The company's UK subsidiary had contracted for the construction and supply of several engine bodies from longtime Wolverhampton-based bodybuilder Charles Clark & ​​Son Ltd, and this is to Clark's owner, Mr. JH Barnett, formerly at Austin, whom Clarence Gasque turned to when he needed bodywork for his new Rolls-Royce. In fact, Gasque did not want the car for himself, but for his wife Maude, a Woolworth heiress; he also wanted it to outperform the Rolls-Royce Silver Ghosts bodyworked by Clark for fellow American and Woolworth colleague Surefire Snow, a dynamic New Yorker who had been instrumental in setting up the British operation of Woolworth. A connoisseur of French antique furniture, Gasque commissioned the coachbuilder to build a miniature salon in a style appropriate to the interior of the Brougham body.


As JH Barnett later recalled, “As I believe is often the case with Americans, this gentleman wanted a car for his wife that must be different from anything else, and also better. He didn't say what he wanted, except that the design had to be French, and let me do everything, including the price.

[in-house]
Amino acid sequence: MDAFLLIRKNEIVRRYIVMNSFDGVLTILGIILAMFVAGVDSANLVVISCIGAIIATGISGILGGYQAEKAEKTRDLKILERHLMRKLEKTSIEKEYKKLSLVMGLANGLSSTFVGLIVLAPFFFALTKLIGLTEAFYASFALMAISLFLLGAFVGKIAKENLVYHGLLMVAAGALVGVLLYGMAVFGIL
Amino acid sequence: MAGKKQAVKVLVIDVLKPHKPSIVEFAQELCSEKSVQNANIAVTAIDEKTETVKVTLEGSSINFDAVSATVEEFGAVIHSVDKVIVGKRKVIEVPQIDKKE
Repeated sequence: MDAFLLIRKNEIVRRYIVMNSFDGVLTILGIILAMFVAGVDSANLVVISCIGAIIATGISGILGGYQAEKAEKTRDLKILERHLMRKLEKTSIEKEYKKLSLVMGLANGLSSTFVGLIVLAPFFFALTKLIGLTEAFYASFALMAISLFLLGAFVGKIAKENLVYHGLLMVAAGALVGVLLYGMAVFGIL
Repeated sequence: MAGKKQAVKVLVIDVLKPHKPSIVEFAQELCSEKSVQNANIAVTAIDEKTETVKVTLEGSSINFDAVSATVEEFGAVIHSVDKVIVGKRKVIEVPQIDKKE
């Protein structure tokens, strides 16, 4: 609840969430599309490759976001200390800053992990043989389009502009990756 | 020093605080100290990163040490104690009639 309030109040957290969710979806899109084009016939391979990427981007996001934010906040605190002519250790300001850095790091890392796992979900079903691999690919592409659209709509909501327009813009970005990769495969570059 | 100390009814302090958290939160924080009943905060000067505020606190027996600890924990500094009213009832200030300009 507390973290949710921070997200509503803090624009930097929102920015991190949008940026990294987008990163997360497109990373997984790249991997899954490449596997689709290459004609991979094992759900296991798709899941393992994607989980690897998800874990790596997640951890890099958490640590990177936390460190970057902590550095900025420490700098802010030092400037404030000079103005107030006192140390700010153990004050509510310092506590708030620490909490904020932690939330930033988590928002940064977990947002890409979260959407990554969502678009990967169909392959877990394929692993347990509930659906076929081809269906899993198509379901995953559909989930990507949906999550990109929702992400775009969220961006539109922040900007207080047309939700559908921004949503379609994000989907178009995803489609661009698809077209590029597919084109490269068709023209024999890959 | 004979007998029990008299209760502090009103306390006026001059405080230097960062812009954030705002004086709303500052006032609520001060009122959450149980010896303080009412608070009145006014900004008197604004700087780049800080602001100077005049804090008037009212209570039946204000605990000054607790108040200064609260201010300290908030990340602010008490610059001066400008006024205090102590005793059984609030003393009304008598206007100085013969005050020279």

Seeking inspiration for this loosely specified commission, Barnett visited the Victoria and Albert Museum in London, the world's largest museum dedicated to art and design. He saw there "a very delicious little sedan chair which had once belonged to Marie-Antoinette, and which had a painted ceiling." Barnett recalls: “I only had a very small staff, but a good foreman who was working, and I did the sketches and plans he needed ... All of the interior woodwork was done here (in Wolverhampton). , but part of the sculpture was made in London. The panels and cabinets we made entirely, but the painting was done by a Frenchman in London, whom I have lost track of.